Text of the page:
Northern Ireland uses Great British Pounds, also known as Sterling, as its currency as Northern Ireland is a part of the United Kingdom.
As Northern Ireland is a part of the UK is thus part of the same economic zone and uses the same currency.
What Currency does Northern Ireland Use?
Why does Northern Ireland use £ instead of €?
In southern Ireland, technically known as the Republic of Ireland, and most of Europe, they use the Euro. This is due to a large majority of countries being part of what’s known as the Eurozone. But Northern Ireland uses Great British Pounds.
The main reason is that Northern Ireland is part of the United Kingdom. Therefore, it is part of the same economic zone as the rest of the UK. Financial laws made in London affect Northern Ireland, Wales, and Scotland, just as they do England.
Ireland, however, is part of the European Economic Zone, which uses Euros. Ireland has used the Euro since 2002.
Northern Irish Banknotes
Although “Bank of England” notes are accepted throughout Northern Ireland, since 1929, Northern Irish banks have printed Northern Irish banknotes.
Today, three banks are (legally) allowed to print Northern Irish banknotes. They are the Bank of Ireland, Ulster Bank, and Danske Bank. All three print £5, £10, £20, and £50 notes as you would expect of a Sterling currency. Each bank has a slightly different design for its money.
Can you use Northern Irish banknotes in England?
In a strange quirk, that annoys many locals to Northern Ireland, if you try to use Northern Irish banknotes in Great Britain (England, Scotland or Wales) many businesses will refuse the currency even though it is legal tender.
Whether or not you can use Northern Irish banknotes is up to the merchant you wish to buy from.
Some businesses may accept them but, most English people have never seen a Northern Irish banknote and are naturally suspicious.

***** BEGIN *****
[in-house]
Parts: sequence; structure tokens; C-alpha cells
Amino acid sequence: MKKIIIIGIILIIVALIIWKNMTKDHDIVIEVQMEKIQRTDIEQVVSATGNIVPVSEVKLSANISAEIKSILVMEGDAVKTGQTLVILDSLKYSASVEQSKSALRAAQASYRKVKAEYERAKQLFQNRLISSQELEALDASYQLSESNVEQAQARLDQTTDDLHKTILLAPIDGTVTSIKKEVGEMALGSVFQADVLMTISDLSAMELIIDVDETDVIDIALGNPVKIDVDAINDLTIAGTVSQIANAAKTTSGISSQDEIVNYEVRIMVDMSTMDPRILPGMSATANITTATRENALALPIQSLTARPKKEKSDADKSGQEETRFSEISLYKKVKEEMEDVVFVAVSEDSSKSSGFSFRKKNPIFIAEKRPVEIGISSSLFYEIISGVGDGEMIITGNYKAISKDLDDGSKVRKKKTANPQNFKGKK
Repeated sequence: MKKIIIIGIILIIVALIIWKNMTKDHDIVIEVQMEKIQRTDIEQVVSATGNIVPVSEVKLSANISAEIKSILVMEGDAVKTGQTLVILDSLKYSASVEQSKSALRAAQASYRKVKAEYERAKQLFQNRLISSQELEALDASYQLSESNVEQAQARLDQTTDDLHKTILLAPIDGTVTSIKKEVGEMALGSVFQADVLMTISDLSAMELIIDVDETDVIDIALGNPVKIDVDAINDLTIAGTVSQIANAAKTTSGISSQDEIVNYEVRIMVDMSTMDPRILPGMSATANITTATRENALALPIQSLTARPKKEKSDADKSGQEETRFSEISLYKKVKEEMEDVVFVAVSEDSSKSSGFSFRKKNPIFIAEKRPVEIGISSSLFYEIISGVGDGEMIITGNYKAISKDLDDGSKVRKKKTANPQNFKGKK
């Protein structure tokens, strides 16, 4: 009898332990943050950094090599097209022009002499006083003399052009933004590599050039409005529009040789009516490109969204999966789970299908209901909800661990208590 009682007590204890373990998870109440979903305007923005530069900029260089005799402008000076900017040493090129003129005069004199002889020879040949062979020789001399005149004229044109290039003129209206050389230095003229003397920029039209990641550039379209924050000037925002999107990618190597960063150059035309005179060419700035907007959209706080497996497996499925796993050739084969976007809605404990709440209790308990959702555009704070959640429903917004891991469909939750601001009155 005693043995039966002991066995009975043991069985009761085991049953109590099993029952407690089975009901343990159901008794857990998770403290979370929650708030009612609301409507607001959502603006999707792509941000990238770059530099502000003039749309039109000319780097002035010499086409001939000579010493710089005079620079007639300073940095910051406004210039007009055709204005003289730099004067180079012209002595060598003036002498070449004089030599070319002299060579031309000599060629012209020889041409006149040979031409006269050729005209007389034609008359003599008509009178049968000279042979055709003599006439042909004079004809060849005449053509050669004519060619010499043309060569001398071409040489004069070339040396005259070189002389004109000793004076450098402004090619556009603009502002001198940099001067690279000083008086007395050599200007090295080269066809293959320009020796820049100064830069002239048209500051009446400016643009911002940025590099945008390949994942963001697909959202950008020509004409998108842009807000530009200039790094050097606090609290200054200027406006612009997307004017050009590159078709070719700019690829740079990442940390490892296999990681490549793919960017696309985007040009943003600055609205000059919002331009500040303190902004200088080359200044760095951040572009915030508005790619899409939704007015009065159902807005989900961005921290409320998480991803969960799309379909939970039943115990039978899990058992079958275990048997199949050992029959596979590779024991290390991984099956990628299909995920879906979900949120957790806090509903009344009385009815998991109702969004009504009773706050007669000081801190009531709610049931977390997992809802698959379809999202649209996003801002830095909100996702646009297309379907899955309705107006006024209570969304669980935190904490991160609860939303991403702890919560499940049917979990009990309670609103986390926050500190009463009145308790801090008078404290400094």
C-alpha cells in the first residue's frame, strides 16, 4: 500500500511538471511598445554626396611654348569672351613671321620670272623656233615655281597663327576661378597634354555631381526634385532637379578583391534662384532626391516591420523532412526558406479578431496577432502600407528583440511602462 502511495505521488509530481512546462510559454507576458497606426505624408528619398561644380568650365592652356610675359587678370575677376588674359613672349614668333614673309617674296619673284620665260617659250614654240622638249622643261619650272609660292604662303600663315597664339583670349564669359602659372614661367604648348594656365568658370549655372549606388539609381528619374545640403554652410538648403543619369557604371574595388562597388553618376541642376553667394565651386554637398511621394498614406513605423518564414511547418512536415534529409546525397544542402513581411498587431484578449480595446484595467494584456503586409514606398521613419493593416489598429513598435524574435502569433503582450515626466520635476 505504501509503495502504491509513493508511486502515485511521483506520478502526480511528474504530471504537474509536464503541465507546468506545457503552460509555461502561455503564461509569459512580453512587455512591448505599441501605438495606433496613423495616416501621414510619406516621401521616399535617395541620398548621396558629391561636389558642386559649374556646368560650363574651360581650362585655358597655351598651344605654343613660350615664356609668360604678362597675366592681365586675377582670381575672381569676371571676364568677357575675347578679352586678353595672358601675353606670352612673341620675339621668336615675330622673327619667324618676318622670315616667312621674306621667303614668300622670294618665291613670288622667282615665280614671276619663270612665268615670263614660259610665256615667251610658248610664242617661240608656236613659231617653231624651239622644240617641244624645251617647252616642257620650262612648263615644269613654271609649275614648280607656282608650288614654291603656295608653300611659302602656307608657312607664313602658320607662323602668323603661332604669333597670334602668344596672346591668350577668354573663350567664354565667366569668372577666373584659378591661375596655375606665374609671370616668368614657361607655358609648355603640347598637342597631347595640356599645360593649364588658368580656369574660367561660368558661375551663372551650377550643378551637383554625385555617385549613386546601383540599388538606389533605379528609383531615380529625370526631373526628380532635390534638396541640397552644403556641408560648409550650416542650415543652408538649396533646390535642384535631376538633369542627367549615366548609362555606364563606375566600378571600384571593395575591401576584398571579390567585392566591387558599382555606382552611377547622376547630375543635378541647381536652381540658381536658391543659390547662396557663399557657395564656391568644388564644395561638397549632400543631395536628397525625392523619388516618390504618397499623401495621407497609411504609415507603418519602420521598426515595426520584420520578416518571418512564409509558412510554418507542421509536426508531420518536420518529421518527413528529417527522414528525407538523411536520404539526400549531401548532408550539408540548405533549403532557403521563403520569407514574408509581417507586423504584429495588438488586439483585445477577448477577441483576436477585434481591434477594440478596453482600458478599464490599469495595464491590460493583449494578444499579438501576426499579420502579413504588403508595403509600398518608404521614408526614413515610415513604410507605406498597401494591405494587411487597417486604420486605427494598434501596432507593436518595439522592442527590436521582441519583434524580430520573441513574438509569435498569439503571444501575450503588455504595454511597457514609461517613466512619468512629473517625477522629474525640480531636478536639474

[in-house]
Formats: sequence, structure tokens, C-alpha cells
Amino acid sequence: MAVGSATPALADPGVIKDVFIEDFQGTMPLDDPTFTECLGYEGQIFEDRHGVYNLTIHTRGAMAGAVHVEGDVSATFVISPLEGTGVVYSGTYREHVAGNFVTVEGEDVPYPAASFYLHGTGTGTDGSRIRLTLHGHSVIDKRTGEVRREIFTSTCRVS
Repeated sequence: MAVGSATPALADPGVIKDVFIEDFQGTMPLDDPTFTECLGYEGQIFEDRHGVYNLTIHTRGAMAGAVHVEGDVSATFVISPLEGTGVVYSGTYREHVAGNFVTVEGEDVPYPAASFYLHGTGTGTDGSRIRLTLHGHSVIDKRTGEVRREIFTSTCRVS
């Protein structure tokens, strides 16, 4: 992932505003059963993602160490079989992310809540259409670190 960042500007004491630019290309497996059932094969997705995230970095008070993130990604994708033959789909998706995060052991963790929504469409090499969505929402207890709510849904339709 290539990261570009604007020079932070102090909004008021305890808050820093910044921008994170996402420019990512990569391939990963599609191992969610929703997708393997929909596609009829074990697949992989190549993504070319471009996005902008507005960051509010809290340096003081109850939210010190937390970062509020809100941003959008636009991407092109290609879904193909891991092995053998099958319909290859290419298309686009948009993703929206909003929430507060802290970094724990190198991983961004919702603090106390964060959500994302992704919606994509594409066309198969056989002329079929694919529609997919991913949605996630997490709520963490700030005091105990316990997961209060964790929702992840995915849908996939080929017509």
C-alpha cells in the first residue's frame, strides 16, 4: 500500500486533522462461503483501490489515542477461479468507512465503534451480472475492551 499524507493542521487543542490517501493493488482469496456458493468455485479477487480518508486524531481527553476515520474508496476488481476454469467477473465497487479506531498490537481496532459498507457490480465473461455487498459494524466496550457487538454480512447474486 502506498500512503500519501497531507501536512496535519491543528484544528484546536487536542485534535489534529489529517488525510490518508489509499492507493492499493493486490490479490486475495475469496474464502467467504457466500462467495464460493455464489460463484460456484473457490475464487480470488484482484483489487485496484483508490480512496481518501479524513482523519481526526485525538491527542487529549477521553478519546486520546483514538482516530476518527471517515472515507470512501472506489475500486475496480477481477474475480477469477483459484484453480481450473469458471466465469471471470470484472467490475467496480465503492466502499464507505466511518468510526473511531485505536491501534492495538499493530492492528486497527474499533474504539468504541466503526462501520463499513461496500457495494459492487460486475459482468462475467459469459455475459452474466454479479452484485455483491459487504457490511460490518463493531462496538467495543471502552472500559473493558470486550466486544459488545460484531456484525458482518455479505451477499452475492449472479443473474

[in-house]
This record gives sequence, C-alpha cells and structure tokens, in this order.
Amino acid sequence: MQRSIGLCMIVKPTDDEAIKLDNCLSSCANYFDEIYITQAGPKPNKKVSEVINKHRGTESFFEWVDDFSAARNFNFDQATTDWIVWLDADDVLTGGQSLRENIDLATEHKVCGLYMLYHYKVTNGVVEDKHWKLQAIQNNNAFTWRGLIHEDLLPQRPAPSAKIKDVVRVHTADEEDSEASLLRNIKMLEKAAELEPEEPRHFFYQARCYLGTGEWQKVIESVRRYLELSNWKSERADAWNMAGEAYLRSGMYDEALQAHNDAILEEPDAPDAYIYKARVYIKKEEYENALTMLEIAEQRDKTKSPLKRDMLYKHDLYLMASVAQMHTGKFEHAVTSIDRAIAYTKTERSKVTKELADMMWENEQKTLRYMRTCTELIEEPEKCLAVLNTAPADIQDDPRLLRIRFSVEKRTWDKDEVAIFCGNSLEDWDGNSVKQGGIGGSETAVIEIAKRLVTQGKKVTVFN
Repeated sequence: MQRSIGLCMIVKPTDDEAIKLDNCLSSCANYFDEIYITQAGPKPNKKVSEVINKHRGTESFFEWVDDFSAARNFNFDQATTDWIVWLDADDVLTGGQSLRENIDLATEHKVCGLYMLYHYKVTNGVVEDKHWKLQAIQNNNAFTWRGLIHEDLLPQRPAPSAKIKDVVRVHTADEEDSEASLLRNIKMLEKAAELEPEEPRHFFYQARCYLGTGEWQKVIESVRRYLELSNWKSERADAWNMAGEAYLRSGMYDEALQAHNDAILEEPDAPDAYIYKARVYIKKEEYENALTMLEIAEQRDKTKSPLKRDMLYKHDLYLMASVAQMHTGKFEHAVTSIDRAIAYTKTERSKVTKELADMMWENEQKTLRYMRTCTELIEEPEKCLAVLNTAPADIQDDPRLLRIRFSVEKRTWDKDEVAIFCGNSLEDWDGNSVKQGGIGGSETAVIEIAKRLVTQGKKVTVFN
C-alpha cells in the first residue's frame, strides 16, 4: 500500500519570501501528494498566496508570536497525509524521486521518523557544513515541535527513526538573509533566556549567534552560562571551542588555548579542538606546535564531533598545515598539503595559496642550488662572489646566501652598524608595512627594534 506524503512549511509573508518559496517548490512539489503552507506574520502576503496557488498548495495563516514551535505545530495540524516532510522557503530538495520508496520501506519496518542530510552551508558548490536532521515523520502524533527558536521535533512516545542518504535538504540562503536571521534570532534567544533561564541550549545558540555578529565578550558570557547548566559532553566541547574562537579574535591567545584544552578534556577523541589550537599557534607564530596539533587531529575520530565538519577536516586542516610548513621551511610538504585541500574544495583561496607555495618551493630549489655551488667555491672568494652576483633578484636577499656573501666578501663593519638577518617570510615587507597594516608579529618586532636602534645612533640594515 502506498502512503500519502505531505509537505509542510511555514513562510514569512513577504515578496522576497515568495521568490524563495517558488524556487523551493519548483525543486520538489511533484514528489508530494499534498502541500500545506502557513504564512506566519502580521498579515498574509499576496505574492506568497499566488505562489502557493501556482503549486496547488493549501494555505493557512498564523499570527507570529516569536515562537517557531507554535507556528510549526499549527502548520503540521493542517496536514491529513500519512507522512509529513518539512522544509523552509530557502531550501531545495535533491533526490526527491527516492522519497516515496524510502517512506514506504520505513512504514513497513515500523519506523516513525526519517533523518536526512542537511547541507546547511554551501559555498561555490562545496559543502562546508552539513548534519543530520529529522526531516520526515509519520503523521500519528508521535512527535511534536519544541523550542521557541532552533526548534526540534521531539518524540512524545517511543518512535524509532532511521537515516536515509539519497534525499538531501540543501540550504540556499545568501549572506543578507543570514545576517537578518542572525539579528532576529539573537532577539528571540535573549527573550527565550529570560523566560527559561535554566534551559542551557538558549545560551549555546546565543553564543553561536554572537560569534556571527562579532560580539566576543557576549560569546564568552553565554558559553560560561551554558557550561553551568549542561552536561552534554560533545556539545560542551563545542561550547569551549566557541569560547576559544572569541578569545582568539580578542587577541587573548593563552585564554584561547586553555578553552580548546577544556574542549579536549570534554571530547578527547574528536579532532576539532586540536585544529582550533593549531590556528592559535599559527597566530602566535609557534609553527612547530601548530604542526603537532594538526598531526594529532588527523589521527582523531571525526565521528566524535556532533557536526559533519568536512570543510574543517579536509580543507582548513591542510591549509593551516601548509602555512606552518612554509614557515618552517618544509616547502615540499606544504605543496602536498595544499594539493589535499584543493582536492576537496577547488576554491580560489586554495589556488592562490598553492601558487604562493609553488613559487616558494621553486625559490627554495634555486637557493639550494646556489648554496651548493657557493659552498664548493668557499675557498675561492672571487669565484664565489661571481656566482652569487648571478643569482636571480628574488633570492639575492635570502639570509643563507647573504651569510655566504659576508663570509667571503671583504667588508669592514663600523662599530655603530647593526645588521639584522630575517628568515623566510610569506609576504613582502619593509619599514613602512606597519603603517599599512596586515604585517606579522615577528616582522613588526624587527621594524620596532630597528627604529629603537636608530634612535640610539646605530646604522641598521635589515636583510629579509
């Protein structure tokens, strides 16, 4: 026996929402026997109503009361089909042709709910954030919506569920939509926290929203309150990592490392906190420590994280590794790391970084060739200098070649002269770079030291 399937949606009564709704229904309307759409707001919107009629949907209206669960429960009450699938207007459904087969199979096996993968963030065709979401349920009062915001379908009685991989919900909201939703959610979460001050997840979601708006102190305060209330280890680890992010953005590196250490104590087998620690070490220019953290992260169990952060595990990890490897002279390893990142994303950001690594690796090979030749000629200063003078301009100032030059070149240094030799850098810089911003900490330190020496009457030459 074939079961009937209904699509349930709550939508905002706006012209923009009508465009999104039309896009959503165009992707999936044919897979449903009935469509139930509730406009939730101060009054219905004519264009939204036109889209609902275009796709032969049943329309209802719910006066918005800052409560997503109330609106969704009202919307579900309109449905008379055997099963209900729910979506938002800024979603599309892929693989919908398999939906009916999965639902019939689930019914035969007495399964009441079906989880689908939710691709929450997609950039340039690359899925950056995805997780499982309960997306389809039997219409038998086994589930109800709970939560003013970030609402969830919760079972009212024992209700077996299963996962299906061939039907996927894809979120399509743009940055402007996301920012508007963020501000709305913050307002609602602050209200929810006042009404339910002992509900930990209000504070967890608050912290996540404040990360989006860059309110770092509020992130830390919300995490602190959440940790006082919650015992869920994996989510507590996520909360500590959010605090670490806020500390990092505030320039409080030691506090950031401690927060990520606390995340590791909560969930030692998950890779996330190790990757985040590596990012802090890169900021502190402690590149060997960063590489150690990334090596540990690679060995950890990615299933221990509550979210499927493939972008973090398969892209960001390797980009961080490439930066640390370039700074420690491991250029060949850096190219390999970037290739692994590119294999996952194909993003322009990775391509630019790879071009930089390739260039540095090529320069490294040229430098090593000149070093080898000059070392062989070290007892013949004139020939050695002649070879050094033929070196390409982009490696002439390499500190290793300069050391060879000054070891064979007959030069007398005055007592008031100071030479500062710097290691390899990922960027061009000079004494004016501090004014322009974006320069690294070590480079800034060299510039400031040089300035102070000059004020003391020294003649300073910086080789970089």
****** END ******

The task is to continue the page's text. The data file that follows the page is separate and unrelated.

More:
Interestingly, some businesses near the Northern Irish border will accept Northern Irish Sterling! So that means Northern Irish banknotes are potentially more likely to be accepted in Ireland than in England…if that doesn’t sum up the weirdness of this island nothing will!
History of Currency in Northern Ireland
In 1920, Northern Ireland split from the Republic of Ireland in what is known as the Partition of Ireland. Before that point, the entire island used Punts.
After joining the UK and the official formation of the country in 1921, Northern Ireland became part of the same economic zone as the rest of the UK and used the same currency.
Since 1929, Northern Irish banks have printed their own notes. However, monetarily, there is no difference between a Northern Irish and an English note.
What if Northern Ireland leaves the UK?
The constitutional question in Ireland (whether or not the island should once again become united) is a debate that has raged for multiple centuries now.
If Northern Ireland was ever to leave the UK to become united with the Republic of Ireland, the currency will almost certainly become the Euro. Since Ireland is part of the Eurozone and firmly part of the EU, it’s unlikely this would change.
Other Banknotes you Could Use in Northern Ireland
The British Pound (£) is the only currency you can use in Northern Ireland.
However, note there are multiple banknote categories for the British Pound. Whether you can use these in Northern Ireland is up to the person you’re buying from, but here are some notes you might encounter in Northern Ireland:
- The English Pound (Printed by the Bank of England)
- The Jersey Pound
- The Guernsey Pound
- The Max Pound
- The Scottish Pound
However, just to be safe, use either £ notes printed by either the Bank of England or one of the Northern Irish Banks.